Federal Agriculture Minister Barnaby Joyce wants farmers, graziers, food producers and processors and the public to all contribute to an overhaul of a 100-year-old biosecurity law designed to keep Australia free from exotic pests and diseases.
Mr Joyce is inviting comment on the first draft of the Government’s planned Biosecurity Act 2015 during a three-month consultation period. The act has already been delayed 12 months to allow for more comment.
Biosecurity, despite its ominous sounding name, is not part of the Government’s current focus on national security issues. The term refers to quarantine and related techniques for keeping Australia’s flora and fauna, and agricultural sector, free from imported pests and diseases.
Australia, as an island continent, has one of the world’s strictest and most successful biosecurity regimes. This has enabled the Australian agricultural industry to promote itself, justifiably and successfully, as producing some of the safest food in the world. The new Biosecurity Act is intended to strengthen and update the system.
The new Act, which Mr Joyce said the Government will introduce to Parliament in 2016, is intended to update the Quarantine Act of 1908. Explaining the necessity for new legislation, the Department of Agriculture’s website says:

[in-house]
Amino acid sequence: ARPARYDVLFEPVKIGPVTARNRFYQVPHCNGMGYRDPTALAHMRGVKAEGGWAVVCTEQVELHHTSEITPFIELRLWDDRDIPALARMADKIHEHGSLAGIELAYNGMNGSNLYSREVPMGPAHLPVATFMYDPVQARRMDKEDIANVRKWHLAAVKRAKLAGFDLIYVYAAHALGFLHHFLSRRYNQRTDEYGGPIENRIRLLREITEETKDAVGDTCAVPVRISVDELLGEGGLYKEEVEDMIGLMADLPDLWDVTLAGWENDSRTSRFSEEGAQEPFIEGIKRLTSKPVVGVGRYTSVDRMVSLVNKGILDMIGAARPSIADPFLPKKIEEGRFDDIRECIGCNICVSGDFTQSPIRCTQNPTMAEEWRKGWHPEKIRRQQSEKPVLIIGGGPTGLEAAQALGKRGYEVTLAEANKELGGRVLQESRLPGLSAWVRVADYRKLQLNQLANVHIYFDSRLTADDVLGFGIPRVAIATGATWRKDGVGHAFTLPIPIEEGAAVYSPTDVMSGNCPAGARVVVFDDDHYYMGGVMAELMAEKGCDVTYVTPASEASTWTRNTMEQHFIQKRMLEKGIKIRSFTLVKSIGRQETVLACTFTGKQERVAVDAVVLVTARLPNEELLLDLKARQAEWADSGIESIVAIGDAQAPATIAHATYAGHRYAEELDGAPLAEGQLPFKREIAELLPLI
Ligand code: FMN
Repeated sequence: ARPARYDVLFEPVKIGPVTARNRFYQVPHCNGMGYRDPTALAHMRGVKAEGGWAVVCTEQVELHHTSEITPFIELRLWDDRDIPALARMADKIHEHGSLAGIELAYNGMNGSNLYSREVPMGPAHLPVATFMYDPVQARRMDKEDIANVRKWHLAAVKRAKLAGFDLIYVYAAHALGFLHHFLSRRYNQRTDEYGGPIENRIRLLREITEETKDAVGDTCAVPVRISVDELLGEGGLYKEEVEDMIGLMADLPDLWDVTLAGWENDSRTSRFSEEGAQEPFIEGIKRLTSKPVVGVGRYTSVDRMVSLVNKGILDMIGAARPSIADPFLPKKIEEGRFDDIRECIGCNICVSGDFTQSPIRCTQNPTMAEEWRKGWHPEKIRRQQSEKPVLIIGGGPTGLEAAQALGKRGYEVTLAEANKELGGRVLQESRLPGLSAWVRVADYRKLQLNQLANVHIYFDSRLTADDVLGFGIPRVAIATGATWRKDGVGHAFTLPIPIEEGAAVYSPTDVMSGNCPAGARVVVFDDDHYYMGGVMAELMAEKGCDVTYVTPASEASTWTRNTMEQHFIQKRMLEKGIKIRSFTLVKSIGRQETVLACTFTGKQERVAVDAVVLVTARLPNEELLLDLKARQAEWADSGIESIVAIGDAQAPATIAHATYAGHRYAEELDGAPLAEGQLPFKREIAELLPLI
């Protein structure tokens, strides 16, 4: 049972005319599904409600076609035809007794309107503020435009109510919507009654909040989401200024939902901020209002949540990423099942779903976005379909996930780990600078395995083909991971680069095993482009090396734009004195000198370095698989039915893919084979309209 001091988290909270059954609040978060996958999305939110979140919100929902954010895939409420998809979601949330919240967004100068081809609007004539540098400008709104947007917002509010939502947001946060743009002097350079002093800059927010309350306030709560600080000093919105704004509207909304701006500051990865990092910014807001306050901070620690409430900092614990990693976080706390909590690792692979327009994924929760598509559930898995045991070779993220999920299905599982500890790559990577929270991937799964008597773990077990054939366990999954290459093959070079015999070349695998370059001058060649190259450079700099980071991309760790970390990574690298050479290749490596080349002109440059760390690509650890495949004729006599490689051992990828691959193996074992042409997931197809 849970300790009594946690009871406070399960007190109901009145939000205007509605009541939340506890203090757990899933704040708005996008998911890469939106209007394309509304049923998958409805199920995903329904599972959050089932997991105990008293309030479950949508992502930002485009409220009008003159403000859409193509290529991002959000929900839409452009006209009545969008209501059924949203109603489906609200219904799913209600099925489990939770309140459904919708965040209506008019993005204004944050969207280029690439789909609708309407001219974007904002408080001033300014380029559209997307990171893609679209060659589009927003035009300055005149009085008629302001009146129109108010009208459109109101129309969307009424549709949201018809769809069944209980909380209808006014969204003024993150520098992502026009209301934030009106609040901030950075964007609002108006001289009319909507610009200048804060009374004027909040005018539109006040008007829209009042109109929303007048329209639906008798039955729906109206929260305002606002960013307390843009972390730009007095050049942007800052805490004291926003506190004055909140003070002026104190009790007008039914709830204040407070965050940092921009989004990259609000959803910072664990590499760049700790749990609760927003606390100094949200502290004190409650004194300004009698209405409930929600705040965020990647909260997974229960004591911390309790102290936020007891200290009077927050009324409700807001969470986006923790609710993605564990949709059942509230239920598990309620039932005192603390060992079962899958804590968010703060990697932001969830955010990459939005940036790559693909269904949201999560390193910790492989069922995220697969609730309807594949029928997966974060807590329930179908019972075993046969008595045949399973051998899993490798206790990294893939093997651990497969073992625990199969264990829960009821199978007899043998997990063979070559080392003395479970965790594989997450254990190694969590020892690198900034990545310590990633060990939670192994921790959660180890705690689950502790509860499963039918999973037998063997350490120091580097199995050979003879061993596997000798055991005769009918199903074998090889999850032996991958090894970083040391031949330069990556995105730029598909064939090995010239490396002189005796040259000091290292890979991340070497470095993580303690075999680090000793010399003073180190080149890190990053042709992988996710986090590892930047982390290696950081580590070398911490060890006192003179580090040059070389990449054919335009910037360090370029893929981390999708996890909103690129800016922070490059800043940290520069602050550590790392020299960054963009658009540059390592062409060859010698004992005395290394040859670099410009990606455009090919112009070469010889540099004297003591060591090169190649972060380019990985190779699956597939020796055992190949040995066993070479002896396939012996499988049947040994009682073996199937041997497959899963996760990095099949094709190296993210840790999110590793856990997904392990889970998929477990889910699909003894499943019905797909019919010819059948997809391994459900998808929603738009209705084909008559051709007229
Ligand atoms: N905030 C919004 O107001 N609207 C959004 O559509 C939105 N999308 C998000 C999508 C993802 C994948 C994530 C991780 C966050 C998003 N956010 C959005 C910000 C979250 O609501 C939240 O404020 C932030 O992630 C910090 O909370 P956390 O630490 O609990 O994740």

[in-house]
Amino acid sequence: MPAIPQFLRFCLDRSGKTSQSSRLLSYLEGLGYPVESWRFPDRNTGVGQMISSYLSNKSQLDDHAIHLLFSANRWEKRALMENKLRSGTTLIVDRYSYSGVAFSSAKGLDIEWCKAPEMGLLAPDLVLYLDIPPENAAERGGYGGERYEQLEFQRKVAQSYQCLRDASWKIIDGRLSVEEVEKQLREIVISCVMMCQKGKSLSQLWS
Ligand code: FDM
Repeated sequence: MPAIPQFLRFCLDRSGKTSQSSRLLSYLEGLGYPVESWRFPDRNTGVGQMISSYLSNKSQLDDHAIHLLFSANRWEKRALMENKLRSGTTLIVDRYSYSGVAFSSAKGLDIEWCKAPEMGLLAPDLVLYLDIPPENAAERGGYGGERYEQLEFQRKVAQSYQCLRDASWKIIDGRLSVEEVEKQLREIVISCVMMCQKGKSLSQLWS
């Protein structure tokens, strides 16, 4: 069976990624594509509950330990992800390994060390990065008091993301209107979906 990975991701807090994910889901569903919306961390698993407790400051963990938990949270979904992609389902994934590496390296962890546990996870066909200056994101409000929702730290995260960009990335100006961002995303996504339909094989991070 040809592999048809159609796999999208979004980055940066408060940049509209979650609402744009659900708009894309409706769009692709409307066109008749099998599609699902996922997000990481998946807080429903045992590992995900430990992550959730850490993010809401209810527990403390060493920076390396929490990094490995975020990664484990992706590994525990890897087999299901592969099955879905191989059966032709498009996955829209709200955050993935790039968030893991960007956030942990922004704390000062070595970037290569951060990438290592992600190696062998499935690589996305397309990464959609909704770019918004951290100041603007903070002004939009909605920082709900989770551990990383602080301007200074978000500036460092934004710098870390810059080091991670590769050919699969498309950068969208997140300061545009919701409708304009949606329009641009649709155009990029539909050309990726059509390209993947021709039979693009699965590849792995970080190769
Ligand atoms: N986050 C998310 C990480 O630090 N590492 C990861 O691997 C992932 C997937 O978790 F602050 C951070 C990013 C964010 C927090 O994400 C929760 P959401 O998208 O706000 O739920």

- For the Australian farmer, a strong biosecurity system means their crops will be safer from exotic pests and their livestock be more protected from diseases such as FMD (Foot and Mouth Disease)—which a recent Australian Bureau of Agricultural and Resource Economic and Sciences report found could cost our economy more than $50 billion over a decade.
- For the Australian economy, it means an increased likelihood of sustained domestic production and international exports leading to a competitive and profitable agricultural sector.
- For the Australian community, it means everyone can continue to enjoy a prosperous nation and live life with the amenities they are accustomed to.
The Act will incorporate regulations based on a newly developed Biosecurity Import Risk Analysis (BIRA) process. The Department says the Act was developed taking into account Australia’s international obligations as a signatory of the World Trade Organization Agreement on the Application of Sanitary and Phytosanitary Measures, the International Plant Protection Convention (IPPC), and the OIE (Office International des Epizooties – World Organisation for Animal Health) codes and standards relating to import and pest risk analyses.
“The biosecurity import risk analysis process, the regulations and the opportunity for stakeholders to comment were key issues raised by stakeholders during consultation on the Biosecurity Act,” Mr Joyce said.
“Our enviable clean and green biosecurity status relies on getting these regulations right—and we are all aware of the potential consequences of a pest and disease incursion to our domestic industries, environment and access to overseas markets.”
The submissions period for the BIRA regulation is open until 30 November 2015. For more information on the draft Act and the consultation process see www.agriculture.gov.au/biosecurity/legislation/new-biosecurity-legislation.
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